Corrected caption: A Sitkan operates an ATV equipped with a plow on Swan Lake. ATVs are often used in Sitka to plow driveways and sidewalks, but they’re not legal on Sitka’s streets, at least for the near future. And even use of ATVs on the lake would require a permit, per city code (KCAW/Rose)

All terrain vehicles will not be street legal in Sitka on January 1st. When the Sitka Assembly met on Tuesday (12-29-21), it voted to opt out of a new state law allowing ATVs on some public roads in the new year. But Assembly Members promised to explore options for Sitka in the coming weeks.

(Listen here to the radio version of this story that aired on 12-30-21)

The new state regulations allow ATVs on roads with speed limits of 45 miles per hour or less. ATVs must be registered with license plates to be road legal and meet other safety requirements. But that’s not enough for some state safety organizations, like the Alaska Association of Police Chiefs, who published a letter in opposition to the new ATV law last month. Sitka’s Police and Fire commission unanimously called for the city to opt out, along with the police and fire chiefs, due to safety concerns. That was enough for the Assembly to press the pause button. 

Sitkans who spoke at the meeting were all in favor of ATVs on local roads. Sitka High School junior Logan Kluting said he wanted the Assembly to reconsider opting out, because ATVs are useful for plowing sidewalks and driveways, and even getting to school. 

“Right now I have my driver’s license, but I don’t have a vehicle,” Kluting said. “Being able to ride my ATV on the road will be a lot cheaper, fuel efficiency-wise and overall just for accessibility to the younger generation like me. I’m only going to be here for another couple years before I move on to college, and buying a vehicle right now just seems ridiculous. But since I already own an ATV, being able to ride on the road to be a lot easier.”

And Assembly Member Dave Miller said most of the emails the Assembly received were in favor of ATVs on roads. He said he’d even conducted his own poll while grocery shopping.

“I have probably talked to a lot, I don’t know, 100-150 people,” Miller said. “I can tell you pretty much hands down, they are all for having four wheelers on the road.”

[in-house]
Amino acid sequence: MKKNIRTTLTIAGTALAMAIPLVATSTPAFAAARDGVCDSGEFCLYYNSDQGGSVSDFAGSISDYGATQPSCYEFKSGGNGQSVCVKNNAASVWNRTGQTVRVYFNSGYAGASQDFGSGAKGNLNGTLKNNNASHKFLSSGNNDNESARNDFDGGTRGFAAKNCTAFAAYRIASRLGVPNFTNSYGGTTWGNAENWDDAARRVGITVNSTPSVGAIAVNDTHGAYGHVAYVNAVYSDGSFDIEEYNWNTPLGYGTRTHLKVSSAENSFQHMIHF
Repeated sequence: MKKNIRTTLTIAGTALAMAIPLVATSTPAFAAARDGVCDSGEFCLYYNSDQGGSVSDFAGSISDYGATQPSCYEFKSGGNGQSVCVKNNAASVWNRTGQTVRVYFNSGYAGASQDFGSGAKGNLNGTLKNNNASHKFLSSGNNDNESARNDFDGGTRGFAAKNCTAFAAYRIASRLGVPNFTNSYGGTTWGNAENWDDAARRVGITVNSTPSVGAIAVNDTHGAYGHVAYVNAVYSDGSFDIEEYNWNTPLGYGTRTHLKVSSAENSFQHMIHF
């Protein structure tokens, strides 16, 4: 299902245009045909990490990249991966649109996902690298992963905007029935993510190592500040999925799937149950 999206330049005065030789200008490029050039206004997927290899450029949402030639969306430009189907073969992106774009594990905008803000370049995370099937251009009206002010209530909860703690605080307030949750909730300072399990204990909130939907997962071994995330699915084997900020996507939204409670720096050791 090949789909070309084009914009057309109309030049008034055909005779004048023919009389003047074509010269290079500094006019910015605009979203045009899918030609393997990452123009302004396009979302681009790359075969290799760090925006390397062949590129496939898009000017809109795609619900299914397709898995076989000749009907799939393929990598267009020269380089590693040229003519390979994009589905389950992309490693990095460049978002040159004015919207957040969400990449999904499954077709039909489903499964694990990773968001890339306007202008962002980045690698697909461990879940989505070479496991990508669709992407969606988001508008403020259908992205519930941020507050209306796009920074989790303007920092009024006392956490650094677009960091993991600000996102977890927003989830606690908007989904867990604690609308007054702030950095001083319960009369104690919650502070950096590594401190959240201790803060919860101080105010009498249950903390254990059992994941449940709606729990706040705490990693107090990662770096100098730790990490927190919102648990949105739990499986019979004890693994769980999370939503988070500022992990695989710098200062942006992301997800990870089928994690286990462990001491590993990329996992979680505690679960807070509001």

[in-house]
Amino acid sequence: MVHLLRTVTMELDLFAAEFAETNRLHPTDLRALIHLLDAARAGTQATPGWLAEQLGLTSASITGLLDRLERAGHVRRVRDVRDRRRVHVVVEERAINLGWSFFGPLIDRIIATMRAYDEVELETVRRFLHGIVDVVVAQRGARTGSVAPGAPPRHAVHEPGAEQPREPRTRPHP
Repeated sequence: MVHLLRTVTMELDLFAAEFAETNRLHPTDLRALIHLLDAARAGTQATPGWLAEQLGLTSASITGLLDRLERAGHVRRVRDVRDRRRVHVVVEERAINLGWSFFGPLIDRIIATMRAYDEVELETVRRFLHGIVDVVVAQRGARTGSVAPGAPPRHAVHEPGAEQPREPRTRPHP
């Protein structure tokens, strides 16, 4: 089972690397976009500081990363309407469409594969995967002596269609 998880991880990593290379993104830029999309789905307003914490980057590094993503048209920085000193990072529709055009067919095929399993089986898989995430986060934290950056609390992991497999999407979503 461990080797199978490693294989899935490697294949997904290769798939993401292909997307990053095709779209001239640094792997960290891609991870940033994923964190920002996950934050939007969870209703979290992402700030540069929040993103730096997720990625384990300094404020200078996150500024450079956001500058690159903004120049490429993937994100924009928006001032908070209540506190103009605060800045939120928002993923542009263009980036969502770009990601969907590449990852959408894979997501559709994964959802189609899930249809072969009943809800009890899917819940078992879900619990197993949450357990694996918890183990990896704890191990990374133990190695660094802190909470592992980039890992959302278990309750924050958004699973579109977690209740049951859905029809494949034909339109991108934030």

But most Assembly members wanted Sitka to take its time and consider ripple effects the new rule could have for the community. Assembly Member Kevin Knox gave one example–  the new rules would open doors for things like an ATV tourist business operating on local streets.

“The idea of side-by-sides being rented out to visitors, or ATVs being rented out to visitors, because all you would have to have is a driver’s license and be 16 years old and have the appropriate equipment. Fabulous business idea — I’m not sure it’s the thing for us or not,” Knox said.

“I really do feel like there’s a solution here that we should be able to come up with,” Knox continued. “I don’t like trying to put the genie back in the bottle. I would rather for us to opt out right now, stay with the status quo and find that solution.”

And Assembly Member Rebecca Himschoot said she wanted the question of ATV driver’s education to be addressed.

“I know people teach their kids how to use these machines. But there are courses out there you can take, and other places in Alaska offer those courses,” Himschoot said. “Maybe we should be looking at that for our community.”

The group voted 4-2 to opt out of the state’s new ATV rules, with Mayor Steven Eisenbeisz and Assembly Member Dave Miller opposed. That keeps Sitka’s road rules status quo for now. But Assembly Member Thor Christianson agreed to work with the public to draft an ordinance that works for Sitka, with the plan to bring Sitka-specific ATV road rules back to the Assembly for consideration in the coming weeks.

On Thursday, January 6 at 6:00 p.m., citizens are invited to meet with Assembly Members Christianson and Miller in an informal setting at Harrigan Centennial Hall to discuss potential ATV code changes. Those unable to attend may submit written comments to no later than noon on January 6.

Editor’s Note: This story has been updated to correct the photo caption. The initial caption stated that ATV use on Swan Lake (as pictured) is legal while ATV use on Sitka’s roads is not. According to the city’s legal department, ATV use on Swan Lake would require a permit from the city, which may not be granted due to safety concerns.